This Quiz Shows How Much More You Would Make If You Were a Man

In 2009, President Obama passed the Lilly Ledbetter Fair Pay Act, advocating for equal pay for women and distinguishing unequal paychecks as individual violations of law. Since the act was passed, numerous high profile Hollywood actresses have spoken out about unequal pay and demanded salaries that matched those of their male costars. However, the gender pay gap's effect on women outside of the public sphere is less discussed.

The gender pay gap persists and impacts women in industries from science and technology to public relations. Time and Motto recently published a comprehensive analysis on wage inequality including a quiz that determines the pay gap you are most likely to face based on your age and occupation.

Counter intuitively, a 24-year-old female journalist such as myself is likely to receive an 8 percent higher salary than a male journalist of the same age.

pay gap journalism

The gap remains 8 percent in favor of women at 25 and crosses over — with men making more — at age 26. (Of course, at ATTN:, male and female reporters are paid equally.)

pay gap 26

The gap begins to widen more dramatically in the mid-30s, jumping from 8 percent to 24 percent between ages 35 and 36.

This is similar to patterns identified among teachers, librarians, social workers, secretaries, and preschool teachers. In female-dominated professions, the pay gap comes in later in your career, in terms of promotions. Time reports:

"There is research to show that in female-dominated professions, men get promoted more quickly than women do in their field, an effect that has been termed the “glass escalator.” Male and female registered nurses, our research shows, make roughly the same pay in the youngest cohorts, only to have a significant wage gap open up in their 30s and beyond.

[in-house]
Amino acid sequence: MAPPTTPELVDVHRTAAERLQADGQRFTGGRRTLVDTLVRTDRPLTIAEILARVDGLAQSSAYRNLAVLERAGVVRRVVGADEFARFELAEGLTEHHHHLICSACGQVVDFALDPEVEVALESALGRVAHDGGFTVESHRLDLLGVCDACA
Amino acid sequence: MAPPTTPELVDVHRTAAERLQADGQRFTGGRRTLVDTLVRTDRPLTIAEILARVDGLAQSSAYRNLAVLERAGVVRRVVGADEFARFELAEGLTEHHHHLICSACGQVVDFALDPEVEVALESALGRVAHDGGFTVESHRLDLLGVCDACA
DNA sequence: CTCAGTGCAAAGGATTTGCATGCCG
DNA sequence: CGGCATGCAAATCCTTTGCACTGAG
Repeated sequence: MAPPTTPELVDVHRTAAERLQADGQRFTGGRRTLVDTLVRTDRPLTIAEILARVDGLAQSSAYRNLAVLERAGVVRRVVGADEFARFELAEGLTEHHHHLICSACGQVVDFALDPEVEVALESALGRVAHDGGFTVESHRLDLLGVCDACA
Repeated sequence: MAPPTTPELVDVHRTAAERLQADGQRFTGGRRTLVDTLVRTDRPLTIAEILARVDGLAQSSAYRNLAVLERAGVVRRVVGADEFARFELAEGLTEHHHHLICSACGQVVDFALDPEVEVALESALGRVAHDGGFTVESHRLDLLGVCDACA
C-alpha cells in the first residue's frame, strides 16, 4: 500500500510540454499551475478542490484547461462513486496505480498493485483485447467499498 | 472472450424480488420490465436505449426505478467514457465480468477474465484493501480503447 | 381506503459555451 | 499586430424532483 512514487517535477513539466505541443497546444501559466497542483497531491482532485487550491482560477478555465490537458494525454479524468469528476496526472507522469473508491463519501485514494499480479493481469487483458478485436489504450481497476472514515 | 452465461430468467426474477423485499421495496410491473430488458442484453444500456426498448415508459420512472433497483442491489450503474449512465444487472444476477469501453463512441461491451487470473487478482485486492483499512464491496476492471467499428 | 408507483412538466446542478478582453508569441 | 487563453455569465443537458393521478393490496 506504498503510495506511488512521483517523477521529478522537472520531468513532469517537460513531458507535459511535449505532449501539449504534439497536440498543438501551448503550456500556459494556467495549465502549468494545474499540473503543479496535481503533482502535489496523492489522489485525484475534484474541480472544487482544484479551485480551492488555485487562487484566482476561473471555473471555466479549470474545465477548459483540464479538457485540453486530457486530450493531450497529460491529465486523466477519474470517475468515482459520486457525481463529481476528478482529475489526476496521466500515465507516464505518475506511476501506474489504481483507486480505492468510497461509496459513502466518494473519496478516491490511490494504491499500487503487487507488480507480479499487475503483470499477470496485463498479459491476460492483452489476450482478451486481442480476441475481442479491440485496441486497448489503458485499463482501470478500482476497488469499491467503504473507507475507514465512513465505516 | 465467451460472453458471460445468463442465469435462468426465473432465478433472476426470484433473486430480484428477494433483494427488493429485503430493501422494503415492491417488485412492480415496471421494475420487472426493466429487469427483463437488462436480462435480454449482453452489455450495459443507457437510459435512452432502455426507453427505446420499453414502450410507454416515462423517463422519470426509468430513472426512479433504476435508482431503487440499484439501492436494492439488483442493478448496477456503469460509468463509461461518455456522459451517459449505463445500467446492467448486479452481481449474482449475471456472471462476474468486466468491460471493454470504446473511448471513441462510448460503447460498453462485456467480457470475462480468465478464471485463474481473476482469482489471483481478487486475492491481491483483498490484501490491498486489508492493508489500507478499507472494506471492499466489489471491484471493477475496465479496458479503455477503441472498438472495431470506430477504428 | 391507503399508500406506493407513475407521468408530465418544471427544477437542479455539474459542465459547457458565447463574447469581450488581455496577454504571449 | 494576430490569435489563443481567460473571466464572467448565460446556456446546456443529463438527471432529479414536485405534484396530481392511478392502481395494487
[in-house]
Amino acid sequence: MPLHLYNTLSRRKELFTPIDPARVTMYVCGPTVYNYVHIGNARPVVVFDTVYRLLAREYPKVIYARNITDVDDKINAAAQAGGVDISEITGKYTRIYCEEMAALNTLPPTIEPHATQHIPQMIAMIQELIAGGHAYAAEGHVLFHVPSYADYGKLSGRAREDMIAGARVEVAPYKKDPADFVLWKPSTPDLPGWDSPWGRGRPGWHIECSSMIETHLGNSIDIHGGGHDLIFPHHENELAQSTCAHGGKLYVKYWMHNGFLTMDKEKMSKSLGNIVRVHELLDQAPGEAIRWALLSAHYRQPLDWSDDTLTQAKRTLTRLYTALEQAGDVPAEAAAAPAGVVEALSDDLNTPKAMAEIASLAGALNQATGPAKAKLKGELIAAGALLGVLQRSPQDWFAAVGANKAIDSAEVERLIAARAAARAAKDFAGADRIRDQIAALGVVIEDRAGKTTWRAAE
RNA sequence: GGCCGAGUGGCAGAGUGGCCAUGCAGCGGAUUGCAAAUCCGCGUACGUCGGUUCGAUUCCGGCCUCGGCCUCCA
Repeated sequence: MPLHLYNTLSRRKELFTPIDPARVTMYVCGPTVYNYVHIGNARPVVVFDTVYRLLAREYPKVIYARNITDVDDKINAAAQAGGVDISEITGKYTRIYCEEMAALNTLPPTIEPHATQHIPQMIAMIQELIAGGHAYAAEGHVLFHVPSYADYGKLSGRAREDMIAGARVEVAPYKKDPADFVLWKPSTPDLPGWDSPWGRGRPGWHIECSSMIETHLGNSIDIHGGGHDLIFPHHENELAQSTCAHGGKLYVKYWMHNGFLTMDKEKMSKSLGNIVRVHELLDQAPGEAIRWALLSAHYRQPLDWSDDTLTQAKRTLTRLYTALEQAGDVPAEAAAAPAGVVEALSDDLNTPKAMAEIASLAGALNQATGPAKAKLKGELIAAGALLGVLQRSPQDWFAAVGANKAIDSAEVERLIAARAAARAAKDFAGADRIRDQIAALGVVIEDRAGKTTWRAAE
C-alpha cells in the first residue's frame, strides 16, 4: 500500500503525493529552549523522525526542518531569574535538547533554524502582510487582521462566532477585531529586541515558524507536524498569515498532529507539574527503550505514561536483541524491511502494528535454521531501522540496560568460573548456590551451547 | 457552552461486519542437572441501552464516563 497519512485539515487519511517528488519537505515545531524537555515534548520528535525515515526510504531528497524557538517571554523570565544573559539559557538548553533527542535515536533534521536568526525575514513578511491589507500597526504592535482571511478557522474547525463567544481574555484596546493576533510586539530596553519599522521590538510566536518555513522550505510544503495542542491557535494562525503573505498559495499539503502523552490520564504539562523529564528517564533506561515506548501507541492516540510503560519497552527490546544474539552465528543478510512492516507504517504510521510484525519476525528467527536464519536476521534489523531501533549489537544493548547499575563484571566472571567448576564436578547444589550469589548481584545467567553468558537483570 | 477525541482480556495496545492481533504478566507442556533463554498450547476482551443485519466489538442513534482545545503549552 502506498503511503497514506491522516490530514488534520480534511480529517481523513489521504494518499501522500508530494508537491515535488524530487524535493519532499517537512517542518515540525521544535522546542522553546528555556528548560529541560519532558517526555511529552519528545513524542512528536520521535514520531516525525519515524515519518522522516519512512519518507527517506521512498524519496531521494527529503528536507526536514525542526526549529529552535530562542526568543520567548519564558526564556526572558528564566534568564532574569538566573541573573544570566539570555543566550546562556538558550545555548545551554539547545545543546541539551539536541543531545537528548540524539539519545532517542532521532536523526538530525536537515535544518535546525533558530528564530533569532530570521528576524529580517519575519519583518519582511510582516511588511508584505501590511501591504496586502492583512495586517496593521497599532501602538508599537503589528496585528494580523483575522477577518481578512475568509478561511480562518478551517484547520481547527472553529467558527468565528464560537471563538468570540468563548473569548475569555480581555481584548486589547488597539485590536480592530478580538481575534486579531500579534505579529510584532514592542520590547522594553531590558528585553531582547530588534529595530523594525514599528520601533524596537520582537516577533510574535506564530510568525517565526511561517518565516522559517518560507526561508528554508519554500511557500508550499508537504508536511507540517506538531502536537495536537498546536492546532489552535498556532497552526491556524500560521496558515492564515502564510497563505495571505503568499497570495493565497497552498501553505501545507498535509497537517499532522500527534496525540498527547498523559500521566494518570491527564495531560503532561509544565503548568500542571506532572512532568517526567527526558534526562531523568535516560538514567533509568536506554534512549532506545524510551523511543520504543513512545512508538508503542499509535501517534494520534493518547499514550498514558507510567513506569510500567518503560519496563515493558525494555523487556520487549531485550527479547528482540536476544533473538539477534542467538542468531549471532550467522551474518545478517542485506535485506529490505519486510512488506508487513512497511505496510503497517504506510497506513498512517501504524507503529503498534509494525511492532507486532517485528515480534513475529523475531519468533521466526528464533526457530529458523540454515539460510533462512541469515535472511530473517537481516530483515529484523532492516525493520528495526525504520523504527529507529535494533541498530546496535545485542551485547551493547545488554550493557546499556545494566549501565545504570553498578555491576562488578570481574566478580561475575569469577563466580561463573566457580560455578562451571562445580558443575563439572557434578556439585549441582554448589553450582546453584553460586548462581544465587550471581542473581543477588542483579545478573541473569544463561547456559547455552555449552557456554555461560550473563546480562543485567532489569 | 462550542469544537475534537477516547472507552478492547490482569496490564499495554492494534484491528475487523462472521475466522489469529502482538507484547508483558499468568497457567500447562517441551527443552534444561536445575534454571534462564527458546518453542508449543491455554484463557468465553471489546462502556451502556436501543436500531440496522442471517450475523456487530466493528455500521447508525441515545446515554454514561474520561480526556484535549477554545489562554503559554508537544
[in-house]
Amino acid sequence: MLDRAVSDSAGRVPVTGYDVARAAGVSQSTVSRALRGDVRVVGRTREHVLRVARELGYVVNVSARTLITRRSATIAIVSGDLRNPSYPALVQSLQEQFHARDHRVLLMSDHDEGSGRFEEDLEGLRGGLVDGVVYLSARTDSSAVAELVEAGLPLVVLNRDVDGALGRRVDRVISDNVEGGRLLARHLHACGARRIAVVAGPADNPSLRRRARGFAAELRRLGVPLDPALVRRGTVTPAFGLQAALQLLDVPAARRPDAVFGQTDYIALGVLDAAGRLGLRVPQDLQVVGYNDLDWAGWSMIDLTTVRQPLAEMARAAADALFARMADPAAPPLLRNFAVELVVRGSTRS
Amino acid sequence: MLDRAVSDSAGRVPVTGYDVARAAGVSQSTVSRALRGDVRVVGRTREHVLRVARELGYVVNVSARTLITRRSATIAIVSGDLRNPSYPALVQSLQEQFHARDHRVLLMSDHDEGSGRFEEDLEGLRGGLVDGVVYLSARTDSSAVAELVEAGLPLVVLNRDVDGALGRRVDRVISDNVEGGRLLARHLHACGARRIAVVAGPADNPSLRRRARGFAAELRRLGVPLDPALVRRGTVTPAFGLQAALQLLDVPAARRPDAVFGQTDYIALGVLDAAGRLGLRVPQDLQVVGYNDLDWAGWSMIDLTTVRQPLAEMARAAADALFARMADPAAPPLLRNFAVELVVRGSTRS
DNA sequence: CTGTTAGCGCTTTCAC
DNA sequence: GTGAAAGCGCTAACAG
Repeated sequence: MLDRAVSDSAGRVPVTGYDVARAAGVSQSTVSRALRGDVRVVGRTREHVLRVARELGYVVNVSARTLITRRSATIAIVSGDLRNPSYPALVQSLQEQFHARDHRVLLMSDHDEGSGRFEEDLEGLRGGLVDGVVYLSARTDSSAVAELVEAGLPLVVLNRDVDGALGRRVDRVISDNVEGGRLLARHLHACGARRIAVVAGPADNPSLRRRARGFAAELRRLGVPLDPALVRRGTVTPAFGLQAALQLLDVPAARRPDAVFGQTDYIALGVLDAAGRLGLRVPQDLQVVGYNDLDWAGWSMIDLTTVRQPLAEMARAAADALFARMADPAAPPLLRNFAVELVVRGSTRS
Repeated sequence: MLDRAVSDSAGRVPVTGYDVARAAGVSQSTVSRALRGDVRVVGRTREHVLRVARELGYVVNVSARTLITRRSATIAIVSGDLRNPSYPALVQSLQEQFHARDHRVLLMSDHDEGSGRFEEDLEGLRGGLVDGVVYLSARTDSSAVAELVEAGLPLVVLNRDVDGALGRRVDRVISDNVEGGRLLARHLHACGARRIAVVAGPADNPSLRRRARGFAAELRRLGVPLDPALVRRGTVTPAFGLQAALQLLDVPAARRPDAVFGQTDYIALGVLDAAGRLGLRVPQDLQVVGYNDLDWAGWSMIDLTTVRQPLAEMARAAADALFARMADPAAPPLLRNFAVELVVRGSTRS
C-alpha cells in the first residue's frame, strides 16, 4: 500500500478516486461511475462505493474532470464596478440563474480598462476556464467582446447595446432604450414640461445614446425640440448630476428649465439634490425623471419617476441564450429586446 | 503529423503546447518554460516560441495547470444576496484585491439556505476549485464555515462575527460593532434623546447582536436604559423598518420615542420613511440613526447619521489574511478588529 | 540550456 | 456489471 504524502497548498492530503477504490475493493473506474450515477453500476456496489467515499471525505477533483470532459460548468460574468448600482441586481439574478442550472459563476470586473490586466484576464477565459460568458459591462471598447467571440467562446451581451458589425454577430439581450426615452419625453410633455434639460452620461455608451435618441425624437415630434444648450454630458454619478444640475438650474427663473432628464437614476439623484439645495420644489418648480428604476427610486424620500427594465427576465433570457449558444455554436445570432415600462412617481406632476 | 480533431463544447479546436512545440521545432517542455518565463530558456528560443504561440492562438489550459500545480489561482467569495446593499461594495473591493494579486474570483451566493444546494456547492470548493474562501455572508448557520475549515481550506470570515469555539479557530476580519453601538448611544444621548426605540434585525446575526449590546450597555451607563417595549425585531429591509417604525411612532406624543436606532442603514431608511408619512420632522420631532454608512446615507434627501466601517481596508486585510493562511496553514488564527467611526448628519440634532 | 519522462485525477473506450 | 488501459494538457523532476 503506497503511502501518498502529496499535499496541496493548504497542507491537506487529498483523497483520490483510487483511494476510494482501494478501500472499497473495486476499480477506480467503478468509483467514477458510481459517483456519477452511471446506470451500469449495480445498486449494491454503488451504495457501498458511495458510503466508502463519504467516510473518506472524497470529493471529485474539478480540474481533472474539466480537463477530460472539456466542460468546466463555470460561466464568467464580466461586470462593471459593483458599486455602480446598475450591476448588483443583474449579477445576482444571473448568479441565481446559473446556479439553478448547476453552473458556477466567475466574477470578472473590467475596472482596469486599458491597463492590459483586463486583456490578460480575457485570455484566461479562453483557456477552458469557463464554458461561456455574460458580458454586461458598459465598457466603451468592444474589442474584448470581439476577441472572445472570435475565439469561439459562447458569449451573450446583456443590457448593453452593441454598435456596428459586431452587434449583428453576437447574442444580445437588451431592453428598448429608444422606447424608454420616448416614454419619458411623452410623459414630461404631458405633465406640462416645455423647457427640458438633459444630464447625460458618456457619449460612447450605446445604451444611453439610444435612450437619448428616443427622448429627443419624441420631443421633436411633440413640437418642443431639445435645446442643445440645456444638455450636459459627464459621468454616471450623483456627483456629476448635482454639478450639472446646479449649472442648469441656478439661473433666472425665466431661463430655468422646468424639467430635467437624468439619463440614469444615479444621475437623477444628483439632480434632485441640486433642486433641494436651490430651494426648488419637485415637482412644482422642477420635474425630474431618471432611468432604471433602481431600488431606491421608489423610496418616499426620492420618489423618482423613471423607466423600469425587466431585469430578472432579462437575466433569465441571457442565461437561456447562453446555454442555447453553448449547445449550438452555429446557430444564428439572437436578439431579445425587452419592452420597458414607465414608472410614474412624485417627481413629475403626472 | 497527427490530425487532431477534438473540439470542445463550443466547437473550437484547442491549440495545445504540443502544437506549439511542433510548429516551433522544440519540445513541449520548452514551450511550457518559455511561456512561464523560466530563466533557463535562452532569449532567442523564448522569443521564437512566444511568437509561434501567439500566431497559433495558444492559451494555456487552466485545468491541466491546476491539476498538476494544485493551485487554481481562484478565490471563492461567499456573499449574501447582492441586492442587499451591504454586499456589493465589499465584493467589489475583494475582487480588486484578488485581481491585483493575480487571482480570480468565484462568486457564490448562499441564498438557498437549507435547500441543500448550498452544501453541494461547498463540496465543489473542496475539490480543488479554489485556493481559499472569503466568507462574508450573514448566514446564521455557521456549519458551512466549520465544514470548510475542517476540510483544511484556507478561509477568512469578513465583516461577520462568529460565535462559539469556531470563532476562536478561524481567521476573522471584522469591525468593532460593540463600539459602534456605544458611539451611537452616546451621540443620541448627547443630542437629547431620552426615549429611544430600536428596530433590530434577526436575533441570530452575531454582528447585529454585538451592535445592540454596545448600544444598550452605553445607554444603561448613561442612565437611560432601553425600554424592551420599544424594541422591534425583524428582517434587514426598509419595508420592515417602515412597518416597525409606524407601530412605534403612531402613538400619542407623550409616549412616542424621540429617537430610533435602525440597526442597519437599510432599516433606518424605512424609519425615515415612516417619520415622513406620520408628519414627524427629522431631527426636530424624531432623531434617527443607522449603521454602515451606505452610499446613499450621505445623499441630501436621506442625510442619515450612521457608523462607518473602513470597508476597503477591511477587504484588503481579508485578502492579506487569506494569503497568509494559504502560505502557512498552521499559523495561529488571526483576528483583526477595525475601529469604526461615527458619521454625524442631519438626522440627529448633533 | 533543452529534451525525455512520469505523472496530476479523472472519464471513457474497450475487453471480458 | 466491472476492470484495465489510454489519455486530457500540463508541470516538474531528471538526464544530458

"Looking at the earning patterns for secondary-school teachers helps tell this story. From ages 22-25, women actually earn 10% more than their male colleagues. By the time those teachers turn 30, there is no statistical difference between them and their male peers. By 35, the men make more. It’s a pattern we see repeated with librarians, social workers, secretaries and preschool teachers. Notably, these are all female-dominated professions. In male-dominated professions like engineering and finance, women typically make less from the very start."

The survey suggests that pay discrimination happens most during promotion season in female-dominated professions, while it comes into play during hiring in male dominated fields like science and tech. A 2012 double-blind study found that a male lab tech candidate was offered a higher starting salary than a female applicant with an identical resume.

female scientist

President Obama is now revisiting the issue of equal pay, and has proposed making federal data about employee pay more publicly available. You can see how the pay gap effects you by taking the quiz on Time/Motto.